The solvent system of this invention is used conventionally and could be seen as a suitable replacement for 1,1,1-trichloroethane. The solvent system is kept at a bath temperature within the range of from about 20° to about 45° C. The residency time for the film in the bath is conventional, say 0.1 to 5 seconds. The film drying temperature is about 25° to 35° C.
The cellulose triacetate polymer based camera films discussed herein are available from Eastman Kodak Company. These camera films are used in movie cameras.
As the following examples illustrate, the film curling tendencies of n-propyl bromide is obviated by the presence of an alkane in the solvent system.
A solvent system bath at room temperature was provided in a vessel. Into the bath was immersed processed Eastman Kodak Company color negative camera film. The film was a cellulose triacetate polymer based film. The immersion lasted for 10 minutes. The film was removed and dried at room temperature. The dried film was then examined for curling, cracking and peeling. The following Table gives the results obtained for several runs.
TABLE______________________________________Solvent System Curling Cracking Peeling Discoloration*______________________________________1,1,1-TCE none none none none99 wt % NPB slight curl none none none50/50 wt % none none none noneNPB/HEX50/50 wt % none none none noneNPB/HEPT95/05 wt % curling none none noneNPB/HEX90/10 wt % curling none none noneNPB/HEX______________________________________ * -- discoloration of the solvent system TCE -- trichloroethane NPB -- npropyl bromide HEX -- nhexane HEPT -- nheptane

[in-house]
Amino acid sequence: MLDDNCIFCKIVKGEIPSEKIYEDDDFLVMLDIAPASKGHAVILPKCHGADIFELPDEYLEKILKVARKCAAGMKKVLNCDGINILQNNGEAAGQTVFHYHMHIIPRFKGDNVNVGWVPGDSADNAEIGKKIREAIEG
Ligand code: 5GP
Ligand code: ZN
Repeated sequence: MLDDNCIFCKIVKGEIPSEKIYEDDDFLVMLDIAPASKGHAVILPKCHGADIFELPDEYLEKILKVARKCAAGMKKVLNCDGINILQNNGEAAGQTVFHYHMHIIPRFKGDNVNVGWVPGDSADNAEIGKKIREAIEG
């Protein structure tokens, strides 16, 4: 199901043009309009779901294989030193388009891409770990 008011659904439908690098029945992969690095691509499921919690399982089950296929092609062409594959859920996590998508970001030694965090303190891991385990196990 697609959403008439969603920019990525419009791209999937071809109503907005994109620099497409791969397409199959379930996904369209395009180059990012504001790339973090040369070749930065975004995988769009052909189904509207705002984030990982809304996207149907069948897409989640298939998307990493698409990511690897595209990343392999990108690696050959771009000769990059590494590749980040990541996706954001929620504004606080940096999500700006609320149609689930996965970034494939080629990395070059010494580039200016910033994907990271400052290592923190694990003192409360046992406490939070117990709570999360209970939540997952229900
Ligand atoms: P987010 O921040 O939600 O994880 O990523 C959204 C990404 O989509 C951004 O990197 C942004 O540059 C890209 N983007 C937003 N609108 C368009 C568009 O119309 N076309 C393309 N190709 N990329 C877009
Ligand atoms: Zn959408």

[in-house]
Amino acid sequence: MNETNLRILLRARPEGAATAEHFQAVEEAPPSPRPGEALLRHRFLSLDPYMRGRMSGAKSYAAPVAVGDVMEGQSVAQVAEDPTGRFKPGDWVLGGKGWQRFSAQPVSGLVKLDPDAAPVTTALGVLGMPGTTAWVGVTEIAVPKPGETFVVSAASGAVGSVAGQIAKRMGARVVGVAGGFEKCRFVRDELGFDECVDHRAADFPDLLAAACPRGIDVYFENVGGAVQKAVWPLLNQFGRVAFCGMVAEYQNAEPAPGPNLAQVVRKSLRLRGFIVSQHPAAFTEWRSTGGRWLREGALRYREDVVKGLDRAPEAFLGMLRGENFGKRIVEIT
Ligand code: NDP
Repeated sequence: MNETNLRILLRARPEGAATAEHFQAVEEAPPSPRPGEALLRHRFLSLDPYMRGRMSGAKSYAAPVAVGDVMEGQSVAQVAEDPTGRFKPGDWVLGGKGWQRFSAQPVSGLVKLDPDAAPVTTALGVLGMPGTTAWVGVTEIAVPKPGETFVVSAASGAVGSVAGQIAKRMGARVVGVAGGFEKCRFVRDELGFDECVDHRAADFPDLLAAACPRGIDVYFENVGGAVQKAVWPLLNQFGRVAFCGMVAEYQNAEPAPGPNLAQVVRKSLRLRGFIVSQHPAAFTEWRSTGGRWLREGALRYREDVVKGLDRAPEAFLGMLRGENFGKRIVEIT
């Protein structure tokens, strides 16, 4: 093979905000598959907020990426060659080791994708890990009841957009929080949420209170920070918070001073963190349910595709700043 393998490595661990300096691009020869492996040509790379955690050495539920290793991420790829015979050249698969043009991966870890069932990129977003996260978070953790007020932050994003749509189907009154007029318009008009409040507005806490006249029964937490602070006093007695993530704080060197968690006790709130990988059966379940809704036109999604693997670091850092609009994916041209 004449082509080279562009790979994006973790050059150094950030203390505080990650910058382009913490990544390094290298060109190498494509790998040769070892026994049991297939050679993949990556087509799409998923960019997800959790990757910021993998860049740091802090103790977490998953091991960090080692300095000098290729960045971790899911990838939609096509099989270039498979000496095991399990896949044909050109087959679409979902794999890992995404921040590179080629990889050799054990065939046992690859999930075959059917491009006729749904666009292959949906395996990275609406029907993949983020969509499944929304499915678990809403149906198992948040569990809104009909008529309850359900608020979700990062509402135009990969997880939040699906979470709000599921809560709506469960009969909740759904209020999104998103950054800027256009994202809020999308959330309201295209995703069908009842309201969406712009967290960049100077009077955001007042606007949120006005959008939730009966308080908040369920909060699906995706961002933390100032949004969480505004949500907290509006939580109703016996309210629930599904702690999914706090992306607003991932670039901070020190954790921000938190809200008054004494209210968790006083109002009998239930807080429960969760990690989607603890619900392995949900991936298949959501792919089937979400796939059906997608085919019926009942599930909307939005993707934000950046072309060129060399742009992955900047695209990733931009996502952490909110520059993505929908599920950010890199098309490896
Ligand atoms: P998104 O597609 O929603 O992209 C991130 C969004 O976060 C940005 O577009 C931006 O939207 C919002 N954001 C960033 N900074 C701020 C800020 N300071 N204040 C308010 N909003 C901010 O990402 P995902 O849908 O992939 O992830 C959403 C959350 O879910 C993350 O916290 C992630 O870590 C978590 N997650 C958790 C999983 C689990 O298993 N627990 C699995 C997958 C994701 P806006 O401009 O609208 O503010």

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|Citing Patent||Filing date||Publication date||Applicant||Title|
|US5792277 *||Jul 23, 1997||Aug 11, 1998||Albemarle Corporation||N-propyl bromide based cleaning solvent and ionic residue removal process|
|US5938859 *||Mar 28, 1997||Aug 17, 1999||Lawrence Industries, Inc.||Molecular level cleaning of contaminants from parts utilizing an environmentally safe solvent|
|US6114293 *||Jan 13, 1999||Sep 5, 2000||Albemarle Corporation||Movie film cleaning process using halogenated hydrobromocarbon solvents|
|US6176942||Aug 16, 1999||Jan 23, 2001||Lawrence Industries, Inc||Solvent mixture for use in a vapor degreaser and method of cleaning an article in a vapor degreaser utilizing said solvent|
|US6402857||Nov 29, 2000||Jun 11, 2002||Lawrence Industries, Inc.||Solvent mixture for use in a vapor degreaser and method of cleaning an article in a vapor degreaser utilizing said solvent|
|US8858820||Oct 5, 2012||Oct 14, 2014||American Pacific Corporation||Bromofluorocarbon compositions|
|WO2002018525A1 *||Aug 30, 2001||Mar 7, 2002||Henkel Loctite Corporation||Methylene chloride-free and optionally methanol-free paint stripper and/or gasket remover compositions|
|U.S. Classification||134/40, 134/38, 134/15, 134/32, 134/25.5, 510/169|
|International Classification||G03C11/06, C11D7/28, C11D7/24, C11D11/00, C11D7/50, G03C7/22|
|Cooperative Classification||C11D7/5018, G03C11/06, C11D11/0005, C11D7/28, C11D7/24|
|European Classification||G03C11/06, C11D11/00B, C11D7/50A6|
|Apr 15, 1997||AS||Assignment|
Owner name: ALBEMARLE CORPORATION, VIRGINIA
Free format text: ASSIGNMENT OF ASSIGNORS INTEREST;ASSIGNOR:LEE, BURNELL;REEL/FRAME:008455/0519
Effective date: 19960223
|Apr 3, 2001||REMI||Maintenance fee reminder mailed|
|Sep 9, 2001||LAPS||Lapse for failure to pay maintenance fees|
|Nov 13, 2001||FP||Expired due to failure to pay maintenance fee|
Effective date: 20010909